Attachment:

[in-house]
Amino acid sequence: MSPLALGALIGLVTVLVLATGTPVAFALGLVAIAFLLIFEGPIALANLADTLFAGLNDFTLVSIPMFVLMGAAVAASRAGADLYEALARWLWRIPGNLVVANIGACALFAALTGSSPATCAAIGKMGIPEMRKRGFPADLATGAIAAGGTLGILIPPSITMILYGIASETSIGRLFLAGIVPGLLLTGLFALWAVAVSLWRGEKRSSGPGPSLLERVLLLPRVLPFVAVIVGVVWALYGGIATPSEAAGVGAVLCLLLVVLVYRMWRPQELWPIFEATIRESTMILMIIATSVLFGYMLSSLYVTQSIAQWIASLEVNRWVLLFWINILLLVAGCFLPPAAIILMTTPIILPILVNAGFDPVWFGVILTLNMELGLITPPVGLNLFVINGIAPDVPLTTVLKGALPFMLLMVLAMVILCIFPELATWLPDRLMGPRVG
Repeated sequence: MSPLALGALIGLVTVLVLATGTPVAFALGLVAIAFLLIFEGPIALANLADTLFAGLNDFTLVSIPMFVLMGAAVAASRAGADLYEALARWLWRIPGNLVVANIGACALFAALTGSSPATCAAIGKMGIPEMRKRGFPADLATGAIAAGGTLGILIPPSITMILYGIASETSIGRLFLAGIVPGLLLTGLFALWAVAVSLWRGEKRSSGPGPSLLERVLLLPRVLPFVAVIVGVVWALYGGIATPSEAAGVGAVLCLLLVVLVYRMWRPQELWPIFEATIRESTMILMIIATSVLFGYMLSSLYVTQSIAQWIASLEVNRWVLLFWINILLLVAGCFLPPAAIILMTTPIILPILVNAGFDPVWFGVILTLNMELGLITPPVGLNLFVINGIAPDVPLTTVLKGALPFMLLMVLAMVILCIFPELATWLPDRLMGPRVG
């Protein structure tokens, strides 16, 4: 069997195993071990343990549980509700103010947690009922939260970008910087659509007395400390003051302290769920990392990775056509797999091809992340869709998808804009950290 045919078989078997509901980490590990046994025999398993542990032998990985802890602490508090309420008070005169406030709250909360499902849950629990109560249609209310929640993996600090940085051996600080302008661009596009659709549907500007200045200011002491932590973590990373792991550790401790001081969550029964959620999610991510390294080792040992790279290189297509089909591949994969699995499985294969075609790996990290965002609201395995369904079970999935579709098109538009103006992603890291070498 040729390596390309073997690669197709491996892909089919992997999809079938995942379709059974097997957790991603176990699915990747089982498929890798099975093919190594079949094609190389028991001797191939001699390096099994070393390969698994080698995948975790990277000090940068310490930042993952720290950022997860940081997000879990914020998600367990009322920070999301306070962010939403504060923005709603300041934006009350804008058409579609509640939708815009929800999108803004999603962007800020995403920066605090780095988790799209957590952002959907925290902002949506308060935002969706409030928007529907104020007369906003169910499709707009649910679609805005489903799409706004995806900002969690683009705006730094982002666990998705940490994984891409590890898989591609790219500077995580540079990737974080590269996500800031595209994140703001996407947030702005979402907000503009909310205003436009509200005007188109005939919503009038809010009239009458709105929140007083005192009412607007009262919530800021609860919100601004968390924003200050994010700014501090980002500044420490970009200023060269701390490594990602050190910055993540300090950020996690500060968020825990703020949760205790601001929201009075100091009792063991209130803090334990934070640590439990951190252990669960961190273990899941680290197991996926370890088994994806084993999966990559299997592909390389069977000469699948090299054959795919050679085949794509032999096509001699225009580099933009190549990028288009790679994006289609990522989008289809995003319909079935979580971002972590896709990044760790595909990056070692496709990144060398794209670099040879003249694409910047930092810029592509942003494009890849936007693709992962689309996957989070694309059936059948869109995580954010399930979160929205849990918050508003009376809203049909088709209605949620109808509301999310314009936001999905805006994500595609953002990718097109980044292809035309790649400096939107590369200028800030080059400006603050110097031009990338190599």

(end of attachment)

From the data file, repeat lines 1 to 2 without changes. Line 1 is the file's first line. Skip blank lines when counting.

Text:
[in-house]
Amino acid sequence: MSPLALGALIGLVTVLVLATGTPVAFALGLVAIAFLLIFEGPIALANLADTLFAGLNDFTLVSIPMFVLMGAAVAASRAGADLYEALARWLWRIPGNLVVANIGACALFAALTGSSPATCAAIGKMGIPEMRKRGFPADLATGAIAAGGTLGILIPPSITMILYGIASETSIGRLFLAGIVPGLLLTGLFALWAVAVSLWRGEKRSSGPGPSLLERVLLLPRVLPFVAVIVGVVWALYGGIATPSEAAGVGAVLCLLLVVLVYRMWRPQELWPIFEATIRESTMILMIIATSVLFGYMLSSLYVTQSIAQWIASLEVNRWVLLFWINILLLVAGCFLPPAAIILMTTPIILPILVNAGFDPVWFGVILTLNMELGLITPPVGLNLFVINGIAPDVPLTTVLKGALPFMLLMVLAMVILCIFPELATWLPDRLMGPRVG